the R/V Western Flyer provided invaluable logistical support.
R. Sherlock, J. Drazen, and K. Osborn helped us at sea and
ashore. This research was supported by the David and Lucile
Packard Foundation through MBARI.
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784 Copeia 2008, No. 4
... At least one species, Macropinna microstoma is capable of extensive eye movements (Robison and Reisenbichler, 2008), enlarging its field of view by scanning the environment. It is also possible that a similar function could be achieved by reorientation of the body or head. ...
... These include, the triangular prism-shaped Opisthoproctus sp. whose large flattened ventral 'soles' can be hidden from observers lower in the water column by bioluminescent secretions from a modified part of the intestinal tract (Denton et al., 1985;Poulsen et al., 2016), the 'four-eyed' Bathylychnops exilis (Pearcy et al., 1965), and 'the alien looking' M. microstoma whose 'green' tubular eyes are embedded in a dome shaped gelatinous protective shield (Robison and Reisenbichler, 2008;Johnsen and Haddock, 2022). The structure and optics of the diverticula within this family are particularly diverse. ...
... In the following description the tubular portion of the eye is assumed to be dorsally directed, although the eyes are capable of significant dorsorostral rotation (Robison and Reisenbichler, 2008). We examined the left eyes of two individuals (SL 32 and 55 mm). ...
Full-text available
Several families of mesopelagic fish have tubular eyes that are usually upwardly directed. These maximise sensitivity to dim downwelling sunlight and dorsal bioluminescence, as well as facilitating the detection of dark silhouettes above the animal. Such eyes, however, have a much-reduced field of view and will not be sensitive to, for example, lateral and ventral bioluminescent stimuli. All mesopelagic Opisthoproctidae so far examined have evolved mechanisms for extending the limited visual field of their eyes using approximately ventrolaterally directed, light-sensitive, diverticula. Some genera have small rudimentary lateral retinal areas capable of detecting only unfocussed illumination. Others have more extensive structures resulting in eyes that simultaneously focus light from above onto the main retina of the tubular eye using a lens, while diverticula produce focussed images of ventrolateral illumination using either reflection or possibly refraction. These bipartite structures represent perhaps the most optically complex of all vertebrate eyes. Here we extend the limited previous data on the ocular morphology of five Opisthoproctidae (Opisthoproctus soleatus, Winteria telescopa, Dolichopteryx longipes, Rhynchohyalus natalensis, and Bathylychnops exilis) using a combination of histology and magnetic resonance imaging and provide a preliminary description of the eyes of Macropinna microstoma. We note an increase in diverticular complexity over the life span of some species and quantify the contribution of the diverticulum to the eye's total neural output in D. longipes and R. natalensis (25 and 20%, respectively). To help understand the evolution of Opisthoproctidae ocular diversity, a phylogeny, including all the species whose eye types are known, Frontiers in Ecology and Evolution 01 Wagner et al. 10.3389/fevo.2022.1044565 was reconstructed using DNA sequences from 15 mitochondrial and four nuclear genes. Mapping the different types of diverticula onto this phylogeny suggests a process of repeated evolution of complex ocular morphology from more rudimentary diverticula.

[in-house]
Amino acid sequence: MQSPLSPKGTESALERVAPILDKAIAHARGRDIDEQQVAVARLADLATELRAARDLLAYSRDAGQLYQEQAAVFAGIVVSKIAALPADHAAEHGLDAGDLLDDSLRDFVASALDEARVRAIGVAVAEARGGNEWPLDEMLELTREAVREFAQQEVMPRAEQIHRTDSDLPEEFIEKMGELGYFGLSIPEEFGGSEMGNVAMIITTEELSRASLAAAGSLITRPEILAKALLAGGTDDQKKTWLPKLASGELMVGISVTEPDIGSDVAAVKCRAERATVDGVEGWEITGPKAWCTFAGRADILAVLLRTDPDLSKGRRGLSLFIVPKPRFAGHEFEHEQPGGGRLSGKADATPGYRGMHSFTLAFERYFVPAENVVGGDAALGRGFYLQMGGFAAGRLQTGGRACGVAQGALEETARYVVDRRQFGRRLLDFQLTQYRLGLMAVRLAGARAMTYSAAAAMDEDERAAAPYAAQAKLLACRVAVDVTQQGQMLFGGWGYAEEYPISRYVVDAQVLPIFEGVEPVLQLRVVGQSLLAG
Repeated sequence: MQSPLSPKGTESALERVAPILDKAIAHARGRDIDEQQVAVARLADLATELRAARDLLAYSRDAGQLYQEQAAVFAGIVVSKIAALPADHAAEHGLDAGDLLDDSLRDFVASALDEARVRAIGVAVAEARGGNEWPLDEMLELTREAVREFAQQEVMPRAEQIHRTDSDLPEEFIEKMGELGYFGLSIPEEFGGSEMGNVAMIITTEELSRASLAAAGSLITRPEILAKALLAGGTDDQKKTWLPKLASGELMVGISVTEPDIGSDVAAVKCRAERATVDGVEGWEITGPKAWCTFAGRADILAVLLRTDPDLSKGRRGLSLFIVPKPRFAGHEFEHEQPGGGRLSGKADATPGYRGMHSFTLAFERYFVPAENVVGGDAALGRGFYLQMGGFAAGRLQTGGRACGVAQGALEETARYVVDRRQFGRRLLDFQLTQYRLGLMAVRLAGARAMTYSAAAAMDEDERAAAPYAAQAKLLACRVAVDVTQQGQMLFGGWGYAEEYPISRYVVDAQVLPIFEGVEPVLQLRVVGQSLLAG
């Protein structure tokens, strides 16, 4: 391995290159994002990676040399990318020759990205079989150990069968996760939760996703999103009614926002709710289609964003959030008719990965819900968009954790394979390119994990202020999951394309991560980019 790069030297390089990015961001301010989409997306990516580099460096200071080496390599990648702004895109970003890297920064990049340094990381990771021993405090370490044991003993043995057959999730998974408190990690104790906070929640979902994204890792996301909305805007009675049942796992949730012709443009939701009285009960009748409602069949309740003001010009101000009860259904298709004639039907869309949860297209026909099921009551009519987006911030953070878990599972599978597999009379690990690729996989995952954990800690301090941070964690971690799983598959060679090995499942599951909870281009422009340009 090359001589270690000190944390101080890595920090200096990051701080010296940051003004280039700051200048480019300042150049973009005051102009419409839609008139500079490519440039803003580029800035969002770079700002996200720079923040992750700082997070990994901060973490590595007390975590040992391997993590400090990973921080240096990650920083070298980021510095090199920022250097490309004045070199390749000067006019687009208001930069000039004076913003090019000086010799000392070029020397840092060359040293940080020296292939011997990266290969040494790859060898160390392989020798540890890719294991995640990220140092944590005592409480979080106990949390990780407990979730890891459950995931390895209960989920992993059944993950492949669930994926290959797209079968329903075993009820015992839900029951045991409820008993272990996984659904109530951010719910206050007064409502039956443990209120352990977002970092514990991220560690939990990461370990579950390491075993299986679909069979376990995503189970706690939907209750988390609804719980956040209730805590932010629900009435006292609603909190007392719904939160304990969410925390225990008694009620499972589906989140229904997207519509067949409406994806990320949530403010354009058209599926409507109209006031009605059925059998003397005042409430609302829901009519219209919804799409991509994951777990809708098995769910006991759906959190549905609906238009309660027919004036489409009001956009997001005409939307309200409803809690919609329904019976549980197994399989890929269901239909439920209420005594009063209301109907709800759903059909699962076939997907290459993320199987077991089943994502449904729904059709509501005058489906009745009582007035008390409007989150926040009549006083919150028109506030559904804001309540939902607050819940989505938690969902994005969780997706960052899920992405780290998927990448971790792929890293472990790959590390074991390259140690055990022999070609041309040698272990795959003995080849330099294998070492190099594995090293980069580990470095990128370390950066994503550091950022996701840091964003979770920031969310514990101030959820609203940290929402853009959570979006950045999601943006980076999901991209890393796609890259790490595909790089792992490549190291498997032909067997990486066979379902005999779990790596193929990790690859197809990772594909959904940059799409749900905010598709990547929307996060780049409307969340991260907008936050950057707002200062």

... Many small water-borne animals, such as fish larvae, are transparent in order to survive natural selection. For example, eel (Leptocephali), surgeonfish (Acanthuridae) have very transparent larvae, and some larger fish, such as barreleye fish (Macropinna microstoma), develop a transparent shield on their head, including part of the cranium, which remains transparent in adulthood (Robison and Reisenbichler, 2008) [62]. It was proposed that these fish are transparent as a result of their bodies having energy storage in the form of transparent inert materials that consist primarily of glycosaminoglycan (GAG) compounds matrix with overall RI about 1.43 (Pfeiler 1988;Pfeiler et al. 2002;Miller, 2009) [63][64][65]. ...